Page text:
JohnCBoukis

Members
  • Content count

    6
  • Joined

  • Last visited

  • Days Won

    1

JohnCBoukis last won the day on March 10

JohnCBoukis had the most liked content!

Community Reputation

1 Neutral

About JohnCBoukis

  • Rank
    Squid

Previous Fields

  • Have you attended a California Superbike School school?
    no

Contact Methods

  • Website URL
    http://www.johnboukis.com

Profile Information

  • Gender
    Male
  • Location
    Cleveland, Ohio
  • Interests
    author, guitar, drums, photography, motorcycling
  1. Too true! By my comment is in context of the discussion regarding Crutchlow's peak heart rate of 192 bpm and points such as Spaghetti's about avoiding excess fatigue. If this rate was measured since 2015 while on his Honda, CC may be desperately trying to get that rate down as he unwillingly fights his current bike.
  2. Crutchlow recently indicated that he is physically struggling with the RC213V, and provided the metric that his heart rate is 16 bpm higher than while riding a Yamaha: http://www.autosport.com/news/report.php/id/128431
  3. At Amazon they have Twist I in used but very good condition for $9.51, and Twist II for $11.98, both fulfilled by Amazon with free shipping if the order reaches $25. However, this rider needs to scrape up five more dollars than the given limit to make this purchase of both books. In speaking with my local librarian I learned that book borrowing in this area is far overshadowed by multimedia today. The person you are dealing with may be part of the generation that would tend to choose multimedia. So it may be an uphill battle pushing the book recommendation, but I personally would explain the advantages of the books that others mentioned, that they are more detailed than the videos and that they can be referred back to easily. Signed, Highly Biased Book Lover
  4. Maybe this could also use an additional sign warning of the curve and steep grade? Many times there is the additional factor of other vehicles tailgating the motorcycle and not paying attention. Since speed tends to not be a concern for the driver of a car or truck, for any such drivers not paying attention, there is the risk of them going right through the motorcyclist during the slowdown. Thus, your warning of the signage applies just as well to the follower as to the lead motorcyclist, yet another reason to seriously consider the sign change. Often here in the US the catalyst for additional signage is a certain number of accidents or deaths. Perhaps they mentioned this metric in the meeting? According to the local law, how many accidents or deaths would result in a change to this signage? A number of citizen complaints may not be meaningful to the council. I have seen such on the news many times, dangerous areas where people complained to the municipality and they did nothing. After two or three or four deaths, that same area looks like a Christmas tree, with warnings and even superior lighting. In fairness to the council, citizens probably request expensive things from them daily. In unfairness to their decision, it sounds like you are the expert witness in this case. After some of the conditions I have encountered, it certainly seems like traffic design is universally engineered for cars with motorcycles being an afterthought. Looking at this from afar it appears that the council's decision reflects this tenet too.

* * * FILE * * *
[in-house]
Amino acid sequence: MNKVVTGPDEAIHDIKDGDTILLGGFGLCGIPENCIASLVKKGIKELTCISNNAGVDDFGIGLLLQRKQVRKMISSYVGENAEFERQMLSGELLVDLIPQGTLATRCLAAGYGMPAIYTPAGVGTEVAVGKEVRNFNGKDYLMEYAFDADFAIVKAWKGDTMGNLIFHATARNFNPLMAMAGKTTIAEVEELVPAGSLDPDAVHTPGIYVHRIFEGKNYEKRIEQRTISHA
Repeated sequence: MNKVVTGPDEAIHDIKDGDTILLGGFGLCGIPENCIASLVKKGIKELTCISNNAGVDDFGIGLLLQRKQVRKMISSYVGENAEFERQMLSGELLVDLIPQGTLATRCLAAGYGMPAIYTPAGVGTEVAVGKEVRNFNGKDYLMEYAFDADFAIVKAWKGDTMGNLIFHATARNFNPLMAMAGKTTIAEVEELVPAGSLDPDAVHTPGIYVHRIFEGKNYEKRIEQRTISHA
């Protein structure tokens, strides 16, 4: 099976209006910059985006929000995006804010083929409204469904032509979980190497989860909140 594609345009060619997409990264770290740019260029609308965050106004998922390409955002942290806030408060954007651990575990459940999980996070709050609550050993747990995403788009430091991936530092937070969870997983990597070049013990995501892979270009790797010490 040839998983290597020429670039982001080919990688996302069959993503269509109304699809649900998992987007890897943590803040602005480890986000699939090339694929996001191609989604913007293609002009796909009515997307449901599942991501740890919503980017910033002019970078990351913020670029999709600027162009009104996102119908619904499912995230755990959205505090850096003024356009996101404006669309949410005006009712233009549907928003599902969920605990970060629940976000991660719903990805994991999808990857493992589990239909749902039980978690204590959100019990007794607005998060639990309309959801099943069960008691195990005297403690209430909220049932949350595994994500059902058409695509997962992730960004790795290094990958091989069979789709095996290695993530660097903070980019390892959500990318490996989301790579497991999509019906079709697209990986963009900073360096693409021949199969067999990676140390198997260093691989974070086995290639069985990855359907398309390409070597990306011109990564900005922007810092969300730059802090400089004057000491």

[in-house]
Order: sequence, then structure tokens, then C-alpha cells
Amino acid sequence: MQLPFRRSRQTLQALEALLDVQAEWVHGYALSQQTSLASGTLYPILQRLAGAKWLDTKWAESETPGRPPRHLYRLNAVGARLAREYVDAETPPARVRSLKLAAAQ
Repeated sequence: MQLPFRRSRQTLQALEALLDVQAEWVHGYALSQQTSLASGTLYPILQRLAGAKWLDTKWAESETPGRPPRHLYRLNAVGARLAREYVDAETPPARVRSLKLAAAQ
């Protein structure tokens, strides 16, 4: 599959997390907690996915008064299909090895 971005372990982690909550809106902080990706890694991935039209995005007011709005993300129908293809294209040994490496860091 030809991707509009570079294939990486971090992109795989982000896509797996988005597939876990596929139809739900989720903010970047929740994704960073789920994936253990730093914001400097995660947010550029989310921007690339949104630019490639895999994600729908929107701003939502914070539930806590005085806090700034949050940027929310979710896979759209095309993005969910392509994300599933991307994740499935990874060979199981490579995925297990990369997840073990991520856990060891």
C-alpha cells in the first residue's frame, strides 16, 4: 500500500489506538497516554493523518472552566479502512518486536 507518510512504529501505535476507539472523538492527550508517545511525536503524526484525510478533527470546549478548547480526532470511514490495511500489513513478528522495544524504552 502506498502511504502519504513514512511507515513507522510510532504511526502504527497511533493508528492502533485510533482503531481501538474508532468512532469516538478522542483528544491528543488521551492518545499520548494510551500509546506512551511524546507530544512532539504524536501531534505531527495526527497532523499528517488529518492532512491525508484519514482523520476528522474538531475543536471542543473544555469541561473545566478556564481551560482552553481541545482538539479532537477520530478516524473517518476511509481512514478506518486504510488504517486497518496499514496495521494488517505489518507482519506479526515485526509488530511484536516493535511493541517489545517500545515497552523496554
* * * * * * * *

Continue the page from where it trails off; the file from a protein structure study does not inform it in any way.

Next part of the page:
5. One of the preeminent sport bike books that I read demonstrated chicanes extremely well, but I cannot recall which book it was. Committing what is an unspeakable act for me (I think I can type it though), I lost my notes from that book. It showed examples of individual turns and an optimal racing line for each one. It then connected those same turns and contrasted how an optimal path through the chicane differs from the paths of the isolated turns. I understand the concept but those diagrams demonstrate it well. If someone can help identify a reference with a good sampling of diagrams that illustrate this concept, that would be extremely helpful. Thank you.
  6. Hello, my name is John, I am in my 40's, and I began riding in 2014. It has been a thrill on many levels learning how the motorcycle works. I did read many of the preeminent sport bike books. Among the techniques, I found what Keith has taught I can immediately feel and apply. (Some of the educational approaches did not feel right.) Pivot steering in particular provides a fast, smooth, and nearly effortless lean. (Thank you Keith.) I joined this forum as part of my continuing education. Regarding the word "countersteering": I am unable to find any variant of this word in Webster's dictionary. I am curious about the history of this word, when it was first used and by whom. It seems to have been part of the common lexicon for quite a while now and thus it seems past the time for it to be included in all of the major dictionaries. Who is in charge of all of the motorcycle words anyway?